Trams – well modern light rail – could be making a comeback to Auckland after an absence of 60 years if Auckland Transport get their way. That’s the major surprise hidden in the draft Regional Land Transport Plan that has been released today. The RLTP is the document that outlines at a high level the what AT and other transport agencies such as the NZTA and Kiwirail plan to do over the next decade and with specific detail about the next three years.
Immediately there are a number of important questions many will be asking such as why Light Rail, why now and what about the City Rail Link. AT say everything stems back to the City Centre Future Access Study (CCFAS). The CCFAS was a response to the government questioning whether the CRL was the best way of solving access problems to the city centre. It found that the CRL plus a combination of street improvements to cope with buses would be needed.
In the outer parts of the region buses will feed into one of the planned Rapid Transit lines (Rail or busways) – and the CRL was key to making the RTN work – however crucially there is what AT call a large void in the central isthmus not covered by the RTN network. In that void are some of the busiest and most heavily used bus routes in the city – which is unsurprising as the suburbs were initially designed and built to support PT.
It turns out that even with the CRL the sheer number of buses that will need to come from this area will overwhelm city streets. The image below from the last Additional Waitemata Harbour Crossing study shows projected bus volumes in 2041 even with the CRL.
And this is the outcome of too many buses on city streets, a veritable solid wall dividing the street.
So far from being in competition with the CRL AT are looking at light rail to complement it as a way of addressing bus congestion from areas the CRL can’t touch. It also allows AT to put a higher quality service to areas the rail network is close to but doesn’t pass through such as the Universities and Wynyard Quarter.
The future solution must provide additional capacity, without degrading the quality of the City centre or surrounding neighbourhoods. AT is evaluating a number of options to address this including double-deckers, bus lane expansion and bus interchanges. While many of these bus improvements still need to happen, they will not provide sufficient capacity to move the increase in Aucklanders wishing to travel into the city centre.
Following assessment of options, a light rail network serving the central isthmus has been identified, as the best option to overcome these issues. Similar issues and constraints in successful cities such as Sydney, Canberra and the Gold Coast have reached the same conclusion; that light rail has the ability to provide the necessary public transport capacity and support the city’s intended development. Recent projects in Australasia mean significant recent experience can be drawn on for analysis.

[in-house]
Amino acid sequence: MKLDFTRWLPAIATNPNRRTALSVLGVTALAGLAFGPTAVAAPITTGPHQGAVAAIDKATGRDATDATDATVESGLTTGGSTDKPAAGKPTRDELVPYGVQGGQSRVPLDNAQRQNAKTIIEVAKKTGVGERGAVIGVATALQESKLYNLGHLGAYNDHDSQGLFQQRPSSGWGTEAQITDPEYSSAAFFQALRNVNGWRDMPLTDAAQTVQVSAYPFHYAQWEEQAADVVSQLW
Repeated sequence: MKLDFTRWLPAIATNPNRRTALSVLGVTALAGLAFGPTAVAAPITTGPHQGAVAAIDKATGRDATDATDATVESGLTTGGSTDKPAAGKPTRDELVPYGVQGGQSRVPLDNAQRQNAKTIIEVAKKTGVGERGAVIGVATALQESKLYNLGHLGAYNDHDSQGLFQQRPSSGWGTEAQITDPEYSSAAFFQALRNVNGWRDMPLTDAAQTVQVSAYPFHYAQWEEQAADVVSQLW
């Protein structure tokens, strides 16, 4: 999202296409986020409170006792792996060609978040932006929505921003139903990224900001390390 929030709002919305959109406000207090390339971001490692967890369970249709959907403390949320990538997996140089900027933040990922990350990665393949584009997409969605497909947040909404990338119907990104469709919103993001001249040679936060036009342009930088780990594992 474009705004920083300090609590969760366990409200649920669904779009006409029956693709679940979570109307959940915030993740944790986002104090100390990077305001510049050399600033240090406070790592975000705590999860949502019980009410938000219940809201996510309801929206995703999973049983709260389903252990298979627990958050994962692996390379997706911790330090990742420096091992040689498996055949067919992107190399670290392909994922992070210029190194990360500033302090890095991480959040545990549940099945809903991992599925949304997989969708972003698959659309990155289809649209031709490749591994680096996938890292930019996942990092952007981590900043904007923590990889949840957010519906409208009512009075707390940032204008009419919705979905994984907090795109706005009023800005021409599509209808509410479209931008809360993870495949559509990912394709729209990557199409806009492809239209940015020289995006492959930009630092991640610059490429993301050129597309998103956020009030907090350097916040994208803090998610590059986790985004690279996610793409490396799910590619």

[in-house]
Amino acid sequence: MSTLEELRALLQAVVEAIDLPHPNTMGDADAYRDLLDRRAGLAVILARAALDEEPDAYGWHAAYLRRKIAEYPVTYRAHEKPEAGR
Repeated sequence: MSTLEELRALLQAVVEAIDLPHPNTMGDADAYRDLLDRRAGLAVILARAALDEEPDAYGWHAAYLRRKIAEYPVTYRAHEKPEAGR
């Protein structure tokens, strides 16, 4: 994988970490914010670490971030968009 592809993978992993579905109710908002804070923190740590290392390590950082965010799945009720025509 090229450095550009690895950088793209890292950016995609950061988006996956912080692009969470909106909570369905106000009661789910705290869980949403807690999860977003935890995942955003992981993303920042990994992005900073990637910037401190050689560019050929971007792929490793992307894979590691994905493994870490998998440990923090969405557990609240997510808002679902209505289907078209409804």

Modern light rail solutions avoid the visual pollution of overhead lines and generate significantly less carbon emissions than the equivalent movement of passengers by bus. Figure 19 below illustrates how different modes have different capacities and travel speeds.
The bus numbers are a bit lower than I suspected however this might be due to AT comparing bus priority on the isthmus streets they’re talking about. In effect one modern Light Rail vehicle every 1-2 minutes will hold more people than a double decker bus every 30 seconds.
So which streets are they considering installing light rail, they say that after investigation the most appropriate are
- Queen Street
- Symonds Street
- Dominion Road
- Sandringham Road
- Manukau Road
- Mount Eden Road
There is no maps to show just what routes they would take so I’ve taken a guess based on the streets and key locations near them (hence the extension of Sandringham Rd Along Stoddard Rd).
AT say the development of such a network would also open up the opportunity for light rail to the airport, on the North Shore or to other locations which I suspect could mean to the North West or out East.
Of course the biggest question of all is the cost which AT haven’t given any details on but say is potentially significant. They say they are currently evaluating funding options including looking at private sector investment i.e. PPPs. They also note that while the capital cost is high that the operational costs are lower than the equivalent bus fleet and the benefits of the initial investment extend over generations.
Completely coincidentally I wrote a post just a few days ago looking at what it might cost to restore the old tram network. This obviously isn’t the entire old tram network but at ~29km it is a decent chunk of it. There seems to be a wide range in costs from around $6 million per km of single track in Wynyard Quarter up to over $100 million per km (double track) in some Australian cities and averaging around $30 million per km in US cities. As we would be putting any light down existing roads that used to have trams I would expect costs to on the lower end of the scale so including vehicles to run on it we may be talking around $1 billion. That’s a hell of a lot of money that could be spent on a lot of transport projects however the benefits to the city centre, the central isthmus and the city as a whole are also likely to be significant making it an exciting prospect.
We’ve only seen some basic details and much much more information is needed but until then I’m cautiously supportive.